Market Structures on the Spectrum of Competition

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Perfect competition
Is a market structure in which small firms take part. All producers sell the same product. There are no barriers to enter the market. All customer and producers have the same information. Firms sell all they produce, but they cannot set a price. They are said to be ‘price takers’ Monopolistic competition

Is a market structure in which firms sell similar products nut not identical. There are no barriers to enter the market. Customers and producers have part of the information. There are many sellers so there’s a lot of competition. Oligopoly

An oligopoly is a market structurein which a few firms dominate. When a market is shared between a few firms, it is said to be highly concentrated. Although only a few firms dominate, it is possible that many small firms may also operate in the market. Duopoly

Its similar to the oligopoly but only two producers/sellers control the market. Monopoly
A monopoly is a market structure in which there is only one producer/seller for a product. In other words, the single business is the industry. Entry into such a market is restricted due to high costs or other impediments, which may be economic, social or political. For instance, a government can create a monopoly over an industry that it wants to control, such as electricity. Another reason for the barriers against entry into a monopolistic industry is that oftentimes, one entity has the exclusive rights to a natural resource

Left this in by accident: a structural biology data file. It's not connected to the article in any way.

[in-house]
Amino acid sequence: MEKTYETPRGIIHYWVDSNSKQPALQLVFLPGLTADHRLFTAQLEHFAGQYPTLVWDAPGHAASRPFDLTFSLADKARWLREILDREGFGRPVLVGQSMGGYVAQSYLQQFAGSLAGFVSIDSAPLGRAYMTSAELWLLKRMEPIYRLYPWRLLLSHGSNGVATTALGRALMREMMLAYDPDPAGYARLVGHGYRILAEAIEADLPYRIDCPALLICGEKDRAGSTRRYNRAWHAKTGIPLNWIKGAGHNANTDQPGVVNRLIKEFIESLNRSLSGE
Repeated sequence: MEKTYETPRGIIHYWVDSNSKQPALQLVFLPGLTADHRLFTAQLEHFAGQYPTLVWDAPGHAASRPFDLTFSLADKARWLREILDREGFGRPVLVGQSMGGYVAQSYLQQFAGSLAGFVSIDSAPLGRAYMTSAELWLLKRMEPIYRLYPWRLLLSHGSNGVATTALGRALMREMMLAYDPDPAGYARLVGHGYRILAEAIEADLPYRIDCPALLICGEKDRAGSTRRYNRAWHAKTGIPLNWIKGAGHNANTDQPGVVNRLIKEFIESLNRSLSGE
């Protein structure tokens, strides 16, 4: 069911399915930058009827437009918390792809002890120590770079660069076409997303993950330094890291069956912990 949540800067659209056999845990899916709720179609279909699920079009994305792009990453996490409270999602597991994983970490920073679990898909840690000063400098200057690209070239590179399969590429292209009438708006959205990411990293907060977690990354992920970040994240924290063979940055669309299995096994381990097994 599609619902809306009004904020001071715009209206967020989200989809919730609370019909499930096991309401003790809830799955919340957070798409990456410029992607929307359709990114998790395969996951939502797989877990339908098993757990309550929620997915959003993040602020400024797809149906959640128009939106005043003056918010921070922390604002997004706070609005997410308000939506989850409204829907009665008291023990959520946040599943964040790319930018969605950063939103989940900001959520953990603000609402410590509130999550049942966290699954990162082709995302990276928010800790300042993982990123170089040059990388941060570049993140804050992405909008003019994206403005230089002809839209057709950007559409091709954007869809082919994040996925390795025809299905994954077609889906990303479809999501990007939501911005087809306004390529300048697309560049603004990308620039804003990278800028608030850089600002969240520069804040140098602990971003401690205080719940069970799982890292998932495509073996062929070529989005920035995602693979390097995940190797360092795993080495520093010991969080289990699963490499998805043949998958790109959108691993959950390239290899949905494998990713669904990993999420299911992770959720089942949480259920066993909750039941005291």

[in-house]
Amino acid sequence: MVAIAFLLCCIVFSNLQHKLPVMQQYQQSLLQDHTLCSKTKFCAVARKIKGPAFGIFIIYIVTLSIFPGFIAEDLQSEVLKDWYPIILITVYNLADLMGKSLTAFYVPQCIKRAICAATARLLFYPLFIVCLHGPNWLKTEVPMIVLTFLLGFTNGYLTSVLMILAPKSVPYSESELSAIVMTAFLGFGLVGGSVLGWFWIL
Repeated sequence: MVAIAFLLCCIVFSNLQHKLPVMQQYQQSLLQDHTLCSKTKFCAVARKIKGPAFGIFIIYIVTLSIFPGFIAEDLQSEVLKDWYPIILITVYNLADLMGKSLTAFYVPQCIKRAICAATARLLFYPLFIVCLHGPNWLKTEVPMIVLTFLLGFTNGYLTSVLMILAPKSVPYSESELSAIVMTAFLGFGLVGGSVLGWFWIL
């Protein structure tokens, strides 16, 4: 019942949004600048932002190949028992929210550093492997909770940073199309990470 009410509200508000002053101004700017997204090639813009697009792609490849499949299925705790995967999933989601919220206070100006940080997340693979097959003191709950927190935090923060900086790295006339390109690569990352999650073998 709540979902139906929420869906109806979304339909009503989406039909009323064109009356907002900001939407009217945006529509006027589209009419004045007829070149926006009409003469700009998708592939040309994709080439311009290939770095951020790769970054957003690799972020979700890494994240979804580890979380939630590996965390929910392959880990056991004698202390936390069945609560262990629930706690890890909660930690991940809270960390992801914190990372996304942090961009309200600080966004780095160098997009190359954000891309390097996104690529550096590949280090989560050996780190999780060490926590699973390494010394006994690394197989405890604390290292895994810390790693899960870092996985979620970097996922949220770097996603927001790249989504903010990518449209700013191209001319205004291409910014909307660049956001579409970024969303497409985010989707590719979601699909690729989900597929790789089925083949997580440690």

Price Leader
When a firm that is the leader in its sector determines the price of goods or services. Price leadership can be positive when the leader sets prices higher, since its competitors would be justified in ratcheting their prices higher as well, without the threat of losing market share. In fact, higher prices may improve profitability for all firms. Concentration ratio

In economics, a ratio that indicates the relative size of firms in relation to their industry as a whole. Low concentration ratio in an industry...
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